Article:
Bird Therapy: Good for U & great for Corona social distancing

  • During this time of crisis people need ways to cope and feel safe to make it through these tumultuous times. Exposures to long-term stress can lead to higher risk of heart disease and hypertension, acute sleep deprivation, and depressed mood or anxiety. There are numerous stress remedies out there like taking yourself “offline” from technology, exercise or yoga, or meditation. All of which are proven for healthier outcomes. With coronavirus safety measures of self-quarantine or quarantining at home, social distancing or even city-wide “shelter in place” becoming more common practices it makes it a little more challenging to apply these stress remedies. Sure, you can still yoga or exercise, go offline and even meditate at home but why not try birdwatching which can combine all these activities into one and provide an additional benefit of being out in nature!

    Birds are everywhere and Colorado is one great state and Weld County one great county when it comes to birdwatching and number of birders. Over 500 bird species have been seen in Colorado of which Weld County has seen 393 of them! Right now, we are in the early stages of spring migration where we have an opportunity to see the most birds in species and numbers. Ducks like Mallard, Lesser Scaup and Canvasback are currently passing through in large numbers at most lakes or ponds. Thousands and thousands of Sandhill Crane are migrating through our state and on their way to Nebraska for the great spring migration show along the North Platte River. Soon our colorful visitors from the south, warblers, sparrows, etc. will be making their way from their wintering grounds to Colorado.

    So, how can you take social distancing and your well being to the next level during this and other times of crisis? Start with your backyard or neighborhood. Put out some feeders and you’ll attract the likes of House Sparrow, singing House Finch, American Robin and American Goldfinch t name just a few. Up here in Nunn we have a yard list of about 132 bird species since 2002! Walk around your neighborhood you’ll certainly here the mating calls of Bluejay, Northern Flicker and Mountain Chickadee.

    If you have a nearby park, open space, natural area with or without water you’ll find birds lurking about a Song Sparrow, Black-billed Magpie or Downy Woodpecker. These areas offer you an opportunity to be in nature and are great for social distancing.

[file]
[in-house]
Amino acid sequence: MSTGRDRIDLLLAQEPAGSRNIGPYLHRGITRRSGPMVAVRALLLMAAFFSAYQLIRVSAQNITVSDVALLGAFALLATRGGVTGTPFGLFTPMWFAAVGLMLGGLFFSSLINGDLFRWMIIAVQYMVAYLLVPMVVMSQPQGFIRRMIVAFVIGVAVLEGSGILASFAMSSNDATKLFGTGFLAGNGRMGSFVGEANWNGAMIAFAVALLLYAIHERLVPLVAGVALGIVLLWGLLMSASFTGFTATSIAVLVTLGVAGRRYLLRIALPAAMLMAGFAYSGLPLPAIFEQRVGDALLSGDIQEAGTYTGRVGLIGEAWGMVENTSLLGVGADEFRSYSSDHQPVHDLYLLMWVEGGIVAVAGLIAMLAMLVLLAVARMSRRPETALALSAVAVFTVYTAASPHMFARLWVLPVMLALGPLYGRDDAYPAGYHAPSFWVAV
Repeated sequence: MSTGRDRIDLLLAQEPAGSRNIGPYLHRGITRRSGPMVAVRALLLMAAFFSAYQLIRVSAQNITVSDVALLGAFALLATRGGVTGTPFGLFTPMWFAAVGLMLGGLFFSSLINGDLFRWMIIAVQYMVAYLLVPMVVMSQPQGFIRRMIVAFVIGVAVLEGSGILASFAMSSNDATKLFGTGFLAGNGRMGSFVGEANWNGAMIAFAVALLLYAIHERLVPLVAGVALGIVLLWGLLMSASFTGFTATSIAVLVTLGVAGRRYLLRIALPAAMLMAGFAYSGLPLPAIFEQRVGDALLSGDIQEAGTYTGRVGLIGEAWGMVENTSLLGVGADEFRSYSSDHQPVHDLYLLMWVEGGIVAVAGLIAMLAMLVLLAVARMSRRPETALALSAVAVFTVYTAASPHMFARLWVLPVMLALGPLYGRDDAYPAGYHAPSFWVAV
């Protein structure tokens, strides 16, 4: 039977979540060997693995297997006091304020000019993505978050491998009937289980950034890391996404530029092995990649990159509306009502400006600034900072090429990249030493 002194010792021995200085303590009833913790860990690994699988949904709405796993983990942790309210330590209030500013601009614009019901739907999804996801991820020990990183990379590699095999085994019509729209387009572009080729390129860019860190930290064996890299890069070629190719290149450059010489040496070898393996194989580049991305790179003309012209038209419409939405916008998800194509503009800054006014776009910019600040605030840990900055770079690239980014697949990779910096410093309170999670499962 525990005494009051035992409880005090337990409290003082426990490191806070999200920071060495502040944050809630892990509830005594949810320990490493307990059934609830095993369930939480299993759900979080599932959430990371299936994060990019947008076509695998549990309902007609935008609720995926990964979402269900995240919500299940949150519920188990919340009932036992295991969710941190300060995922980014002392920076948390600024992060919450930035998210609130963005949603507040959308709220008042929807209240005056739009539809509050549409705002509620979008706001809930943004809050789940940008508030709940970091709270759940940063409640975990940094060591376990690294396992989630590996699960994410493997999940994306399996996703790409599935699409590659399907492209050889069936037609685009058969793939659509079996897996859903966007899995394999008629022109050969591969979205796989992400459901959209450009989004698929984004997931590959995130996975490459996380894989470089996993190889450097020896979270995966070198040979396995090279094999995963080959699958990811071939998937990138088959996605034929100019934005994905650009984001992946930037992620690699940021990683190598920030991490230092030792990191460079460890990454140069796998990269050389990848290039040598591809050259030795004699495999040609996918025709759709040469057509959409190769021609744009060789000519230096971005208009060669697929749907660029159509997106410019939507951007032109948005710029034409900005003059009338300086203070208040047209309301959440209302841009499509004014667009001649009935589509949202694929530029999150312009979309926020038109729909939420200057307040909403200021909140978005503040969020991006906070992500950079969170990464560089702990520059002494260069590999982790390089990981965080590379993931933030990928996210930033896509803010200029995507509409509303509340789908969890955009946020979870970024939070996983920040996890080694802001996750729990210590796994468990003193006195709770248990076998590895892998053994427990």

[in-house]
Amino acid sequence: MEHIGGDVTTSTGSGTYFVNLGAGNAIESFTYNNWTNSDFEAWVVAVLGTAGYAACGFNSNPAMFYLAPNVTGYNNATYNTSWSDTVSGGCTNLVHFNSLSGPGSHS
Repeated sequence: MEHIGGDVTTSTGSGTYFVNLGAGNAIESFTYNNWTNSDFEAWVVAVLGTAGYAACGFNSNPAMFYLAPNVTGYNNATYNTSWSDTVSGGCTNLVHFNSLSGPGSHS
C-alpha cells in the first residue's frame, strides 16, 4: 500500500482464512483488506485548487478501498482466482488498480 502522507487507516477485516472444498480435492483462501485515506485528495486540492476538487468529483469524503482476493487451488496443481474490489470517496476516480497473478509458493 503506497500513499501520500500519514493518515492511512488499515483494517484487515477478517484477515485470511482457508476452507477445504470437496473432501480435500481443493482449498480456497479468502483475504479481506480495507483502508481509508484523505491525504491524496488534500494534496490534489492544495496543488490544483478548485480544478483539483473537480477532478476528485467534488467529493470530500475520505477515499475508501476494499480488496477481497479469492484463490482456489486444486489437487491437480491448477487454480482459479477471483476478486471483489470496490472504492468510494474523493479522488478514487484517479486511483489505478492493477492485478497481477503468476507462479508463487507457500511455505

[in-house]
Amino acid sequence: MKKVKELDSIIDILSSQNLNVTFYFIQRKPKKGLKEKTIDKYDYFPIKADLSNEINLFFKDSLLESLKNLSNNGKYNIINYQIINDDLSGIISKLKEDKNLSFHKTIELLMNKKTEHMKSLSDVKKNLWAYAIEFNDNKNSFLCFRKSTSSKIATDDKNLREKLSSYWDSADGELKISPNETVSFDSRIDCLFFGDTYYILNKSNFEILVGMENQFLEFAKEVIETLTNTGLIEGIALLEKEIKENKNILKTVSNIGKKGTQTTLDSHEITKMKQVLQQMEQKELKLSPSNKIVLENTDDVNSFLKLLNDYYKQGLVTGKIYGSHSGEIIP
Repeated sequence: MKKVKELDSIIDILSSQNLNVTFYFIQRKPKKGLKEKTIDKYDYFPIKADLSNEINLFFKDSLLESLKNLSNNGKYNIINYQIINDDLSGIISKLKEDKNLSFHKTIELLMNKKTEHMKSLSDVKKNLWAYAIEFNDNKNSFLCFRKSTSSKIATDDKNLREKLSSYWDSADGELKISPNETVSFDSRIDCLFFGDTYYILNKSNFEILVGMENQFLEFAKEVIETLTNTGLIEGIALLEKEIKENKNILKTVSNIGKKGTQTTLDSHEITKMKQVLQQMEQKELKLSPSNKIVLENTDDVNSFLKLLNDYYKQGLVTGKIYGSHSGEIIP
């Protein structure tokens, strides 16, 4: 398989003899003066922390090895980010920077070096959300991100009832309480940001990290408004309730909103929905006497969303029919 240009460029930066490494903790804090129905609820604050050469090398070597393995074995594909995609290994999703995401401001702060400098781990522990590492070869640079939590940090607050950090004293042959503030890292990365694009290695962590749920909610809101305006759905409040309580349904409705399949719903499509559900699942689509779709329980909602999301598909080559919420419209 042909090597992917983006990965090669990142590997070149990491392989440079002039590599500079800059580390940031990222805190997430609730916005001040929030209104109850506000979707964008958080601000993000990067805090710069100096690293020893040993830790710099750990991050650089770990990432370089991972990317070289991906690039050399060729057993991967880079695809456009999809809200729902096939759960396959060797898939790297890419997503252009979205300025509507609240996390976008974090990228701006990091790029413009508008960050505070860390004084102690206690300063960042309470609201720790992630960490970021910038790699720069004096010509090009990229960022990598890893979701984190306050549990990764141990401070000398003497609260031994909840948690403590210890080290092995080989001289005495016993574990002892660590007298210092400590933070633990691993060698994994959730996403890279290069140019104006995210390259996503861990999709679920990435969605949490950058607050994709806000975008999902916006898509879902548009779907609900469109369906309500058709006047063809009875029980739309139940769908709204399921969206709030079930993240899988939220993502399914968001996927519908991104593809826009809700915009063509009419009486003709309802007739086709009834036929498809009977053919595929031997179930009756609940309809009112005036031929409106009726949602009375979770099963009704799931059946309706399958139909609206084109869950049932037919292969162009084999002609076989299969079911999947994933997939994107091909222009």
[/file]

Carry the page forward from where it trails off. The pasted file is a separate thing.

The premier places of Weld County to look for birds include the Pawnee National Grassland, which has a Birding Driving Tour route, hiking trails at the Pawnee Buttes trailhead and Crow Valley Campground one of our State’s fantastic “migrant traps”. Special birds here include Mountain Plover, Burrowing Owl, Chestnut-collared and McCown’s Longspur and Long-billed Curlew. The remoteness of the Pawnee is perfect for social distancing or “self-quarantine”.

    Walk the Poudre River Trail in early morning to hear and see the sounds of spring, ducks, sparrows and warblers.

    Visit our larger lakes like Windsor and Wood Lakes, Union or Windsor Reservoir which attract great numbers of migrating waterfowl like Western Grebe, Common Merganser and Northern Shoveler.

    Finally, down near LaSalle visit the surrounding area south of Latham Reservoir a true gem during migration.

    All of these places provide an opportunity for you to practice social distancing by foot, car, and home and to enjoy the benefits as a result of hiking/walking, staying off technology, meditating (you are only focused on the single topic of birds) and birdwatching.

    “Bird therapy” or birdwatching evidence is now supporting the conclusion that contact with nature benefits our mood, our psychological well-being, our mental health, and our cognitive functioning.

    “Being in nature—pausing in it, sitting with it, discovering its wonders—brings a sense of calm and renewal.” (Audubon)

    Get out there and take advantage of a natural remedy in these turbulent times.

    Gary Lefko, the “Nunn Guy”

    http://www.friendsofthepawneegrassland.org/

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